Being a parent during the work- and school-week is exhausting. Like dear lord, how can this be so hard exhausting. Everyone comes home tired and a little hangry, the kids’ backpacks are filled with forms and reminders that need to be looked at, the laundry still needs to be folded, and wait is that project due tomorrow? Then the next morning, it’s a mad dash to get ready and out the door once again.
The only way to stay sane is to develop certain strategies that help everyone stay organized and reduce the stress. As the new school year gets going, we asked our Navigators and staff for their favorite parenting strategies and tricks. Here’s what they suggest:
1. Optimize the morning schedule
Always rushing in the AM? Try waking up just 5-10 minutes earlier; you’d be surprised how much of a difference it can make. If you have multiple kids in the house, try staggering their wakeup times by 15 minutes so that not everyone is trying to use the bathroom at the same time. And “no snoozing allowed,” suggests EdNavigator’s Caroline Cahuantzi. “My mom would break out into song and dance coming into our room and would not stop until we were up and for sure out of bed. A few of her favorites were "Wake Me Up Before You Go Go" by Wham and "Everybody Was Kung Fu Fighting" by Carl Douglas. Not sure if this strategy would work for every family but it worked for her.”
2. Have a clear home-from-school routine
What happens when the kids get home? Set up clear steps they should take, like putting away shoes and coats, emptying their backpacks, and washing their hands right away. “Having a routine for unloading backpacks as soon as kids walk in the door helps ensure papers get signed, lunch stuff gets washed, and weird things the kids brought home in their backpacks are tossed out,” notes EdNavigator co-founder Timothy Daly.
3. Ask your kids to think ahead
“As a student, I always benefitted from talking about what was coming up the next day,” says Navigator Meghan Stroh. “Just having my parents ask me what’s happening tomorrow would often help me remember something I was forgetting, like, ‘Oh shoot, I still need to print out my paper that's due tomorrow.’" “I encourage high schoolers to have a ‘date’ with themselves on Sundays and plan for the week (projects, tests, personal commitments, etc.),” adds Navigator Arlene Sanchez. “It’s a great, simple way to practice prioritization and organization.”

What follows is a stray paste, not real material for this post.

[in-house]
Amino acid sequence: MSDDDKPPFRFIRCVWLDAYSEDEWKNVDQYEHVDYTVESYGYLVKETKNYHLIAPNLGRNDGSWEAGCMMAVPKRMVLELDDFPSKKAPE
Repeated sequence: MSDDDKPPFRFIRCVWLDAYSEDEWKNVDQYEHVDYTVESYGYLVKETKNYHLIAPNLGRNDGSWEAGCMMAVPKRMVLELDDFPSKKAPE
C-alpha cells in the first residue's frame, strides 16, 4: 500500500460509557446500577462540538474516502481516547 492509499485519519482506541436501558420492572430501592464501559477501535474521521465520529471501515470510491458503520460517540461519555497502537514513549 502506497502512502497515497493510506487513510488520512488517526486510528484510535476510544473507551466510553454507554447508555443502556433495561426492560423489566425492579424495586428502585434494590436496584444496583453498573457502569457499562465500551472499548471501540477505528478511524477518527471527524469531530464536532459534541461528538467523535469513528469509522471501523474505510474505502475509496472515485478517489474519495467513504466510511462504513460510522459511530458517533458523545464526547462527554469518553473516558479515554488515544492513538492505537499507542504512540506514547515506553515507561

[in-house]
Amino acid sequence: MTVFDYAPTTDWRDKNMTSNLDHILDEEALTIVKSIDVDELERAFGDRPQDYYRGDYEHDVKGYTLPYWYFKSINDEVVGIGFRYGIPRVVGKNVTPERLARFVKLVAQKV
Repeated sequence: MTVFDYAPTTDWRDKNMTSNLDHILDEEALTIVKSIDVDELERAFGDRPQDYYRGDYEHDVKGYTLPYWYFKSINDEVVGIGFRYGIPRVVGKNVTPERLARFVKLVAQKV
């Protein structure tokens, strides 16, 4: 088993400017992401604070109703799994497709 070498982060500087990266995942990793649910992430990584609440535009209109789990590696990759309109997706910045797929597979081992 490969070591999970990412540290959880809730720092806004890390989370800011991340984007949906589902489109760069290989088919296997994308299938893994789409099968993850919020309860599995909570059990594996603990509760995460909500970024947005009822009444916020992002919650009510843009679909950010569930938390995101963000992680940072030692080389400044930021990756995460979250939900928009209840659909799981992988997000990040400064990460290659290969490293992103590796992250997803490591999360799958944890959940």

4. Focus on the positive
“Every day, my cousin makes her two young children tell her one thing that they are excited about for the next day,” says Master Navigator Gary Briggs. “She writes it down and puts it on their mirror before bed, and tells them that the faster they go to sleep, the quicker they can do the activity. It's a fun parenting trick, but it also gets them excited about going to school.” Navigator Ileana Ortiz’s family took a different approach: “My parents made me make my bed every morning so that when it came time for bed time that evening, I'd feel super relaxed and in a good space mentally. I still do it today.”
5. Find simple ways to reduce surprises
Surprises aren’t so stressful when you’re ready for anything. “We keep a list of our kids’ weekly school activities on our fridge,” says co-founder David Keeling. “It shows which days they have library, or gym, or art, or soccer. It makes it less likely that we’ll send them to school with the wrong shoes or without their library books.” Navigator Rameisha Johnson always keeps books around to keep her kids occupied during unexpected downtime: “They keep books with them in their backpacks and tablets stay in the armrest of the car during the day, so we’re ready to go whenever we have to wait somewhere.”